The Gators lacrosse team has had success over its first nine seasons, including four ALC regular-season championships (2011–2014); two ALC tournament titles (2012, 2014); both regular-season and tournament titles in all of its four Big East seasons (2015–2018); the regular-season and tournament championships in The American's first women's lacrosse season (2019); five appearances in the NCAA Tournament national quarterfinals ("Elite Eight"); and one appearance in the NCAA Tournament national semifinals ("Final Four") in 2012. The Gators have been ranked among the top ten women's lacrosse teams in the country each of the last five seasons, and have been ranked as high as No. 1.[citation needed]

Amanda O'Leary is the Gators' head coach. Before she was named to jump-start Florida's new program, O'Leary was the head coach at Yale University for 14 seasons, and was honored as a two-time All-American midfielder at Temple University, where she led her team to an NCAA championship in 1988.

In only the second season of the Gators lacrosse program, the mostly-sophomores team defeated the defending ALC champion Northwestern Wildcats to win their first regular season conference championship.[83] The Gators completed a perfect 5–0 season three days later by defeating the Vanderbilt Commodores in Nashville.[84]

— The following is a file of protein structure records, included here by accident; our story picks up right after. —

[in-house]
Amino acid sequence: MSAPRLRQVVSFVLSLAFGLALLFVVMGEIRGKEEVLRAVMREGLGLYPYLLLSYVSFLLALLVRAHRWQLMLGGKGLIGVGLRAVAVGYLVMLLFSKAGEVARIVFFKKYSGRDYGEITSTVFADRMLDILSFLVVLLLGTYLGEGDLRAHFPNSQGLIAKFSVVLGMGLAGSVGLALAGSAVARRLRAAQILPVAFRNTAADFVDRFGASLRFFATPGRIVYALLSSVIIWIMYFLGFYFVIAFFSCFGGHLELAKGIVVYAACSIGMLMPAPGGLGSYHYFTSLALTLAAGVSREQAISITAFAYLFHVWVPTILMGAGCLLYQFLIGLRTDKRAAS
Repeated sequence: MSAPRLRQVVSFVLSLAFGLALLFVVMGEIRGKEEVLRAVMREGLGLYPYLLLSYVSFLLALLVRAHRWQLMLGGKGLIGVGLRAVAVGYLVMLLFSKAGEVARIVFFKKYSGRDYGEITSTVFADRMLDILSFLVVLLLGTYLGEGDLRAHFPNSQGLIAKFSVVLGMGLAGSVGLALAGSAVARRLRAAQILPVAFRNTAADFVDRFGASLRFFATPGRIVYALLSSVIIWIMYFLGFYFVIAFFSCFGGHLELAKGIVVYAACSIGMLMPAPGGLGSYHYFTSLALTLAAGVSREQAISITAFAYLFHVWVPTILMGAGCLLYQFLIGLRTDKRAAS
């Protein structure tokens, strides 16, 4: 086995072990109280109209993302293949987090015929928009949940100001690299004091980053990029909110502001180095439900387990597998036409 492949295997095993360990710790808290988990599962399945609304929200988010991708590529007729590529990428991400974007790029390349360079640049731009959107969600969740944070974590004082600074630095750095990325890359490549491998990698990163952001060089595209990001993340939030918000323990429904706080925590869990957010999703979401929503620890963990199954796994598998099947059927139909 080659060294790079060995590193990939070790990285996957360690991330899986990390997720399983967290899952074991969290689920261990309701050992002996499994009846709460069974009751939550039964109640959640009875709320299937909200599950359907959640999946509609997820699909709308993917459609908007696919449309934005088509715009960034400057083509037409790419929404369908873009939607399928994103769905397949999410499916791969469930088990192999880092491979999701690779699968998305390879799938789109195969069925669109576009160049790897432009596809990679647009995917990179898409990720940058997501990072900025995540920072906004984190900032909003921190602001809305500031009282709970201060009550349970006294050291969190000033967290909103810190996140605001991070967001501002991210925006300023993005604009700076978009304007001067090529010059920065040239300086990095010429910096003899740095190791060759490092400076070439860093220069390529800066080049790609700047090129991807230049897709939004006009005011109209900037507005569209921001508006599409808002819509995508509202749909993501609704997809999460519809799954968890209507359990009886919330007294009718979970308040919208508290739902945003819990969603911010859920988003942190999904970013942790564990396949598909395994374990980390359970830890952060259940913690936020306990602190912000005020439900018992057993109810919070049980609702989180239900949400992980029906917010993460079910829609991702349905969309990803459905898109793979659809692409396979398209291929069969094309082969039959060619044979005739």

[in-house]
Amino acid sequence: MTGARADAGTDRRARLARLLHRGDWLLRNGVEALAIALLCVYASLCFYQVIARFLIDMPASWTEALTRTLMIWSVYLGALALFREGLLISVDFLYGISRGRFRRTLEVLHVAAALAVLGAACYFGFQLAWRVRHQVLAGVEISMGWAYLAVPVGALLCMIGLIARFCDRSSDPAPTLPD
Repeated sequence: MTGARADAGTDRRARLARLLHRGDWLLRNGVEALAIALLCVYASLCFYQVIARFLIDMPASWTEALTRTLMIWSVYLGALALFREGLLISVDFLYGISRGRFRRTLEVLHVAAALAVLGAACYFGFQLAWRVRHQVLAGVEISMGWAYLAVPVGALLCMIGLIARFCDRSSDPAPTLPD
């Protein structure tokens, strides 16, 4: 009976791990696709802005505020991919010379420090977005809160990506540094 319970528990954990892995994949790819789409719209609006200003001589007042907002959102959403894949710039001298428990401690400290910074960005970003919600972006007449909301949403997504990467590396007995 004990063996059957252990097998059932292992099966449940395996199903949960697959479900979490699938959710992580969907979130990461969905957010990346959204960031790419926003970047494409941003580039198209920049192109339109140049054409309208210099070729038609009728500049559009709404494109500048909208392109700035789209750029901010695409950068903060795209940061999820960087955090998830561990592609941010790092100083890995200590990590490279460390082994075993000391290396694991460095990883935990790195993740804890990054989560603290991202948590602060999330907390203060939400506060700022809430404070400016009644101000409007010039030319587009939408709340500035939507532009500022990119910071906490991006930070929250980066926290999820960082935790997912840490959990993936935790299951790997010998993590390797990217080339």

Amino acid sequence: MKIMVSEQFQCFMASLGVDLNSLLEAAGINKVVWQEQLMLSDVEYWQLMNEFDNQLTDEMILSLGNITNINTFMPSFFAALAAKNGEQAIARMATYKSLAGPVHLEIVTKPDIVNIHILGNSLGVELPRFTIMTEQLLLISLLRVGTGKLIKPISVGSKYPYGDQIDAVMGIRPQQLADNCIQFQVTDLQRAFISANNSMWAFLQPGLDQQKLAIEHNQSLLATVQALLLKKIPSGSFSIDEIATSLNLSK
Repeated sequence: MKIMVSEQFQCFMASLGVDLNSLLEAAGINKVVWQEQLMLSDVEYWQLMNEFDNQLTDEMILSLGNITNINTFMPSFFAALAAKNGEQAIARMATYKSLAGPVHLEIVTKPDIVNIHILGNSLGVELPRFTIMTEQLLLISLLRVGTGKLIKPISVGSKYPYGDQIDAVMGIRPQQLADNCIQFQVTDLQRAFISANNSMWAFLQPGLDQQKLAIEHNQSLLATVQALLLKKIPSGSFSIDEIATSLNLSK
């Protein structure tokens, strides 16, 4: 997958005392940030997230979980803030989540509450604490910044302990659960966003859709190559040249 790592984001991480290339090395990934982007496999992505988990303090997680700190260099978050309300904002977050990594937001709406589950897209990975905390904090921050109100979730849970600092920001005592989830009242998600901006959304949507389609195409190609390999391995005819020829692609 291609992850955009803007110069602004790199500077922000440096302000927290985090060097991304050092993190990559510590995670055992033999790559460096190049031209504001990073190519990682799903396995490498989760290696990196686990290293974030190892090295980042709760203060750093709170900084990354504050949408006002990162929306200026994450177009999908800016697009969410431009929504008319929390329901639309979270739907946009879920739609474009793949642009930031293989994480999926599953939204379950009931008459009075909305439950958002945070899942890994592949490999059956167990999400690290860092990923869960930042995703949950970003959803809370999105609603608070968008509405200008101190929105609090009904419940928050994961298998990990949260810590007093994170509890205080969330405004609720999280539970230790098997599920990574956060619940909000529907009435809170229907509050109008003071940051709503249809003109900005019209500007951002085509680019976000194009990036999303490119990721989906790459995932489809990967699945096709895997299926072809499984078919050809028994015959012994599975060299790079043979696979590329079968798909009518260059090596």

The Gators women's lacrosse team plays its home games in the 1,500-seat Donald R. Dizney Stadium.[20]

Women's soccer

Becky Burleigh has been the head coach since the women's soccer team first began play a varsity sport in 1995. Under Burleigh's leadership, the team quickly became a national contender. In 1998, in the program's fourth season, the Gators won the NCAA national championship by defeating the defending national champion North Carolina Tar Heels 1–0 in the national finals of the NCAA Tournament. The women's soccer team has also won thirteen Southeastern Conference regular season championships and ten SEC tournament titles in its eighteen seasons of play.[85]

Notable former Gator soccer players include Abby Wambach, who was a member of the U.S. women's national team and scored the game-winning goal in the final game of the 2004 Olympic Games in Athens, Greece; Heather Mitts, who played for the gold medal U.S. national team in the 2008 Olympics in Beijing, China; Melanie Booth, who currently plays for the Canadian women's national soccer team; and Danielle Fotopoulos, who played professionally with the Carolina Courage. Savannah Jordan plays for the Portland Thorns and ranks second in Gators history behind Wambach for goals scored.[86]